Tuesday, May 14, 2013

University Toy Town Syndrome

Of all the things I've read about higher ed in the last week, nothing has stuck with me more than an article on Purdue University's new campus rec center, which makes it sound fit for the Roman emperors to get a message in.  The author, a grad student, notes the incongruity of humanities buildings on campus crumbling while shiny new palaces of leisure with no educational purpose rise up like cathedrals on campus.

I witnessed the magical building of expensive new edifices during times of want and austerity for faculty first hand at my last job.  The moment of real truth came during the last all-university meeting I attended, when our Oz-like president came down from the mountaintop and made his pronouncements.  This particular meeting left me bewildered, since the president began by touting all of the building done on campus, including an addition onto his own house (ostensibly so it could hold larger fund raisers.)  One would think that our university was flush with cash, considering that all of the new dormitories and such had been constructed in the wake of a state of the art student center and a massive rec center complete with rock climbing wall and lazy river.  However, right after he got done telling us about a new beacon on the tallest dorm that would shine a stream of the school's colors after each athletic victory, he immediately launched into a discussion of state cutbacks, and implied that "low performing" programs and departments might be cut, and that we could not expect raises any time soon.

In effect, what he just told us was "I care more about funding buildings and athletics than I do about academics and education." He was apparently infected by an administrative disease that others have discussed before, but I think I am the first to give it this name: Toy Town Syndrome. Many administrators approach their universities like their own little dioramas to be expanded and tinkered with. New sports facilities, student recreation centers, and modernized dorms have become the preferred additions to the toy town.  In these administrators' minds,  the students will want to come to the gleaming toy town, not to learn from the betweeded underlings teaching them.  They can just subsist on a steady diet of gruel, and be threatened with replacement by the reserve army of unemployed if they make any complaints.

I honestly think that many upper level administrators judge their success on the number of buildings they finance in their careers. The Toy Town Syndrome certainly explains the universities in Louisiana that have cut philosophy programs, yet still maintain football teams. At least all of those rock-climbing walls and sky box-filled football stadiums, like the Roman baths and coliseums, will make for exquisite ruins when public higher education collapses in a couple of decades.


bmi said...

Education is messy and it's hard. Not everyone gets an A and we end up with lots of questions that don't yet have answers. Building new buildings only costs money and there is a clear winner in an athletic contest. For administrators (and some members of the public) who have forgotten what it is like to be in a classroom, building a toy town with sports teams is so much easier and emotionally satisfying than making education better--and thus messier.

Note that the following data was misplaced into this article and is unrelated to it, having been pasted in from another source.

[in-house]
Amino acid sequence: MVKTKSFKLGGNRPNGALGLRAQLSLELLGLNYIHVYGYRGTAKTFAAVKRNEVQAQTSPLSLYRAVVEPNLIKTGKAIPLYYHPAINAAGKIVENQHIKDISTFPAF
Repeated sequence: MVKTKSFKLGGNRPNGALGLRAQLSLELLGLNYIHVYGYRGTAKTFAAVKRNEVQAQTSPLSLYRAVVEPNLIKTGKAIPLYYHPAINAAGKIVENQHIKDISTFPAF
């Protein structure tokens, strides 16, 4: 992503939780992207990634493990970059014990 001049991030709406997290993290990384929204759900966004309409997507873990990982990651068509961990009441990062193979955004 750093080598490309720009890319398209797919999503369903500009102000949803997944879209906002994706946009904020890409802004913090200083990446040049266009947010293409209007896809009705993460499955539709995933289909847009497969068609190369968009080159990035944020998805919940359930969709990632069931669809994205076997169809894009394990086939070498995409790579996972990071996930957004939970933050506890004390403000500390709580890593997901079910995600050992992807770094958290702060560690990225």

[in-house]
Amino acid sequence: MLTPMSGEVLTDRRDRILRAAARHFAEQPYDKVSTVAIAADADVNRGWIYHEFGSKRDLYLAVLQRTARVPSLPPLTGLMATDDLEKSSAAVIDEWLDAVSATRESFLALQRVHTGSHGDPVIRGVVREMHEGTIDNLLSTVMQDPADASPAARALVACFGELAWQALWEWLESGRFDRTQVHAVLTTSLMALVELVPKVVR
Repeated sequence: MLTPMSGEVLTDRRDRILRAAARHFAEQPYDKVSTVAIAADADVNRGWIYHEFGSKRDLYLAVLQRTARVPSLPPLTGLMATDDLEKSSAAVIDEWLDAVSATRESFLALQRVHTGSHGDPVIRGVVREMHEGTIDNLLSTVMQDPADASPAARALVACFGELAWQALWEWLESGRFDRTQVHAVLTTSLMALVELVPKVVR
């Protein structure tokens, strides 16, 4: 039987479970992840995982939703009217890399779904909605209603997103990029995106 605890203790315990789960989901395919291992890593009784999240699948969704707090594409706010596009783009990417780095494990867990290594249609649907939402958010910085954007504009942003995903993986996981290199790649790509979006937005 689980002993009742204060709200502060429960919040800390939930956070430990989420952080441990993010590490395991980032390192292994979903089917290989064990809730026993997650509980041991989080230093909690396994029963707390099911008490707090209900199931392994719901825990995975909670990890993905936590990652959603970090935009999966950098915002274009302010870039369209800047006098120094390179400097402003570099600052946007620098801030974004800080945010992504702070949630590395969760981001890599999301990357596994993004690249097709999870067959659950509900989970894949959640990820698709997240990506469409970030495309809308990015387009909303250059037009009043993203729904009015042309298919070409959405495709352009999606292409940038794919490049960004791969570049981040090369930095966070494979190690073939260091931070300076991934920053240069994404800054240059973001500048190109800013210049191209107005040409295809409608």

Werner Herzog's Bear said...

You said it better than me, bmi. A new building is a sure thing, anything else, no matter how noble the purpose, is a gamble. The sports and buildings also help draw the customers, oops, I meant "students."

pr said...

I've seen this criticism popping up recently and I think you guys are not seeing another side of this.

Purdue and many other Big-10 schools are among the highest caliber research schools in the world with respect to Engineering and Science (http://www.huffingtonpost.com/2013/01/30/top-engineering-schools-academic-ranking-of-world-universities_n_2569395.html#slide=2037122).

These are not liberal art colleges or regional comprehensive universities that need to increase enrollment to merely stay afloat. These universities want to remain powerhouses of engineering research and are facing increasing competition for distinguished senior faculty as well as hot-prospects with fresh PhDs. This competition is not only coming from high-powered coastal universities but from big companies with deep pockets (and their own rock climbing walls).

In the last few years I've seen many faculty (junior and senior) leave tenured and tenure-track university positions to work at Google, Microsoft, Amazon, Intel, etc.. This specifically includes faculty that have left Purdue. I have also seen senior researchers at these big companies move to high-powered universities. The competition is fierce and midwestern universities are at a huge disadvantage.

I don't know if Purdue's new co-rec was built to attract students or researchers (probably a bit of both) but I do know that gone are the days when faculty in high-demand fields are begging for a job in Indiana in a cinder-block office where they eat crappy cafeteria food everyday and can barely venture outside to exercise in the winter.